Transverse (t)-tubules are invaginations of the plasma membrane that form a complex network of ducts, 200–400 nm in diameter depending on the animal species, that penetrates deep within the cardiac myocyte, where they facilitate a fast and synchronous contraction across the entire cell volume. There is now a large body of evidence in animal models and humans demonstrating that pathological distortion of the t-tubule structure has a causative role in the loss of myocyte contractility that underpins many forms of heart failure. Investigations into the molecular mechanisms of pathological t-tubule remodelling to date have focused on proteins residing in the intracellular aspect of t-tubule membrane that form linkages between the membrane and myocyte cytoskeleton. In this review, we shed light on the mechanisms of t-tubule remodelling which are not limited to the intracellular side. Our recent data have demonstrated that collagen is an integral part of the t-tubule network and that it increases within the tubules in heart failure, suggesting that a fibrotic mechanism could drive cardiac junctional remodelling. We examine the evidence that the linkages between the extracellular matrix, t-tubule membrane and cellular cytoskeleton should be considered as a whole when investigating the mechanisms of t-tubule pathology in the failing heart.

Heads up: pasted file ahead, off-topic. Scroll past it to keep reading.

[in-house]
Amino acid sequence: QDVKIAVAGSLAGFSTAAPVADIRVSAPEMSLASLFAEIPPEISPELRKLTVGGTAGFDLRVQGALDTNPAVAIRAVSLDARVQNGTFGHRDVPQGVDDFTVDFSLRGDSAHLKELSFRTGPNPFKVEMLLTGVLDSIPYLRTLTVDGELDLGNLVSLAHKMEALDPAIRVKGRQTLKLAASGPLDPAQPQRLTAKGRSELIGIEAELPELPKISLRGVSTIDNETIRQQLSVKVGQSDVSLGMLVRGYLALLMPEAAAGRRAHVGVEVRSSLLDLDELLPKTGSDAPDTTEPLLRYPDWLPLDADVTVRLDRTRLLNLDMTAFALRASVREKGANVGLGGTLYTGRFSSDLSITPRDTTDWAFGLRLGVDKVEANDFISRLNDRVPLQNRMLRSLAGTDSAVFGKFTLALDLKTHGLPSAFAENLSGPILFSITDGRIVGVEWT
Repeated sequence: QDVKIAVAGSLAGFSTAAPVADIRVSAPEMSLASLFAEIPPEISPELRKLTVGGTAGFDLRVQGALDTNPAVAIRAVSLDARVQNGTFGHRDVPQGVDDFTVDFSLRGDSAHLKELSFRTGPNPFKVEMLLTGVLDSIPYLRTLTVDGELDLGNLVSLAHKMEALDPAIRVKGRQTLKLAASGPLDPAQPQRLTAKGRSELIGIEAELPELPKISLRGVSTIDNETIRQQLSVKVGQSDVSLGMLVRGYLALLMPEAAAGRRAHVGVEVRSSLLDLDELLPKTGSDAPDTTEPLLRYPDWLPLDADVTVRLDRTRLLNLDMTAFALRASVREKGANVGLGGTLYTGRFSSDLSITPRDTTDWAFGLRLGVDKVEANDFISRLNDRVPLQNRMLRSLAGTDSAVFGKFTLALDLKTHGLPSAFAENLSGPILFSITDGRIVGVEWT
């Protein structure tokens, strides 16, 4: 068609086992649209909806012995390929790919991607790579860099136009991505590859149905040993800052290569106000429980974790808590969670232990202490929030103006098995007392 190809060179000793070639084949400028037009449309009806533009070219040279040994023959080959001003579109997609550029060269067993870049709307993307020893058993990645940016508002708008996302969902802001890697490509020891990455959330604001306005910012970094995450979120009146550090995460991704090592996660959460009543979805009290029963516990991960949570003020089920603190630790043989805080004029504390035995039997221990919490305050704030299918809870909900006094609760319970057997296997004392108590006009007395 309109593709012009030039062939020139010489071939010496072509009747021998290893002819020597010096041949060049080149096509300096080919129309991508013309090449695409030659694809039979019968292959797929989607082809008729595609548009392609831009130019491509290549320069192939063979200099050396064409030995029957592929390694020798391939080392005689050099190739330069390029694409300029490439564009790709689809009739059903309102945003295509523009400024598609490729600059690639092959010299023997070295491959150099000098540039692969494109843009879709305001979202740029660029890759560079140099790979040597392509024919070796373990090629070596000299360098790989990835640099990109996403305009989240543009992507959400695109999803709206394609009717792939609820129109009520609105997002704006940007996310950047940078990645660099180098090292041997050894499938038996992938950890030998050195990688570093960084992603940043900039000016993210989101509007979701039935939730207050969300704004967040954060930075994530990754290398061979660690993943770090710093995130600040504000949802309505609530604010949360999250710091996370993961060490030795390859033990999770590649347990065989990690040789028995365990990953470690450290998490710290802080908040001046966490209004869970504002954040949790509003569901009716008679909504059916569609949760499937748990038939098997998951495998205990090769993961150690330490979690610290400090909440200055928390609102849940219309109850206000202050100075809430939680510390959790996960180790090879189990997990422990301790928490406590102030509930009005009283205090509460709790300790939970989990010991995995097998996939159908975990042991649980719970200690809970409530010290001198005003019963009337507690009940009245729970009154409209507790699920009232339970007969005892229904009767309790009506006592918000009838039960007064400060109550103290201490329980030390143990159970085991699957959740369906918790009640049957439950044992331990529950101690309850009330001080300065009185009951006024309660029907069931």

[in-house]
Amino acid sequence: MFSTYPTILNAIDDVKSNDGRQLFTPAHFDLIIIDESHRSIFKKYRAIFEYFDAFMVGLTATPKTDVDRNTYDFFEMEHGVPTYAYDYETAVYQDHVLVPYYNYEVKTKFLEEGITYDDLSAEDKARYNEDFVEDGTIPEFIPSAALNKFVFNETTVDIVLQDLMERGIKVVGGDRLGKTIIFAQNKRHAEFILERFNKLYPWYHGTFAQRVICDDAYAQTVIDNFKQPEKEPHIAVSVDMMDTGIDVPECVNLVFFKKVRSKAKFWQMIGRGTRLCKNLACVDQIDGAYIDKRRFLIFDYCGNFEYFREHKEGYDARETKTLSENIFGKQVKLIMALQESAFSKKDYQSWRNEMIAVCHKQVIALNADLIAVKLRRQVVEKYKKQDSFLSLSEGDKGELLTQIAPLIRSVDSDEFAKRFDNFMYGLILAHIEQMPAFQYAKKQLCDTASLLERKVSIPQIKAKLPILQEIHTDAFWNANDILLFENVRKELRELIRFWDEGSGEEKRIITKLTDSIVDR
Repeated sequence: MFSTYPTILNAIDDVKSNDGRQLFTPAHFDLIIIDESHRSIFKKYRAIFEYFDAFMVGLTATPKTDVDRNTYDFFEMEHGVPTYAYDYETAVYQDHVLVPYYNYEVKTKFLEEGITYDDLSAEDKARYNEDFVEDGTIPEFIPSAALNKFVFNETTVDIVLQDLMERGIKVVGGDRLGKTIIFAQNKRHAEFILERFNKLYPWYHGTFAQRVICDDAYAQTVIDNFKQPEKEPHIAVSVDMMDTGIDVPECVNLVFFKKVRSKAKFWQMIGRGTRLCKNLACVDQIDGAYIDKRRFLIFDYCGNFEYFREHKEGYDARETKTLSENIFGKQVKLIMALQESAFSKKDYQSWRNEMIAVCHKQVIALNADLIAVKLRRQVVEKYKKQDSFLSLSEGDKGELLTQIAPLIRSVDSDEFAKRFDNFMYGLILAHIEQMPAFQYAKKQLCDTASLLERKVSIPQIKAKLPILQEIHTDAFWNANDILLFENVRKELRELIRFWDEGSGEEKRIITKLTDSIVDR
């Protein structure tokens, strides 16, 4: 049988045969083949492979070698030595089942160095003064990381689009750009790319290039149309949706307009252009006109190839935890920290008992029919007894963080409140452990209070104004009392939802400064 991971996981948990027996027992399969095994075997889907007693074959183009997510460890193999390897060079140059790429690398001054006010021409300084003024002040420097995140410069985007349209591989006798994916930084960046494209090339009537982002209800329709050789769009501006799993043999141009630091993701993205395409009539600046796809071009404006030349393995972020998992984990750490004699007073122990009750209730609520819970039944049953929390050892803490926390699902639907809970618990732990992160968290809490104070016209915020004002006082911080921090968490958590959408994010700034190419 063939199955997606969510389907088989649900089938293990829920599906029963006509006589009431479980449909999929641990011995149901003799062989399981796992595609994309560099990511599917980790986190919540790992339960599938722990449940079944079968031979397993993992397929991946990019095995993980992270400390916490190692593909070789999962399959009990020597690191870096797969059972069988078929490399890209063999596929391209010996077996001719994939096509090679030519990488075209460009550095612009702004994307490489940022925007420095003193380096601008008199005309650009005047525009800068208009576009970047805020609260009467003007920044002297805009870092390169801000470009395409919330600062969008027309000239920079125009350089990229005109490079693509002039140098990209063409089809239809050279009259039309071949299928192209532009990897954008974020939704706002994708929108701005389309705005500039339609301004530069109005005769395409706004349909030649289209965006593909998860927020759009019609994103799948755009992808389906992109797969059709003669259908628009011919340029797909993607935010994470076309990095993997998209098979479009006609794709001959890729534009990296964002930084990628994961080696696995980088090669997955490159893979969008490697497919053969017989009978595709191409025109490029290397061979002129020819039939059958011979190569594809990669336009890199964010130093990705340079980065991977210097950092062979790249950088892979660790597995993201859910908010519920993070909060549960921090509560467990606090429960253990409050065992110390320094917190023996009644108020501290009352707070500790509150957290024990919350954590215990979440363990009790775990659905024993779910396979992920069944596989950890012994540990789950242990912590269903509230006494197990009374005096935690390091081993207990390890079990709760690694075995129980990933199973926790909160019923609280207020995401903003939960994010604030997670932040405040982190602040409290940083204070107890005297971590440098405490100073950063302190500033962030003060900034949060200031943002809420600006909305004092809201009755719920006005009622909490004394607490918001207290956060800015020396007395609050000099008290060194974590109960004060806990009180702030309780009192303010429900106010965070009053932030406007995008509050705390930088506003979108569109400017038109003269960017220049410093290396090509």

Biophysical Reviews – Springer Journals
Published: Jul 10, 2017
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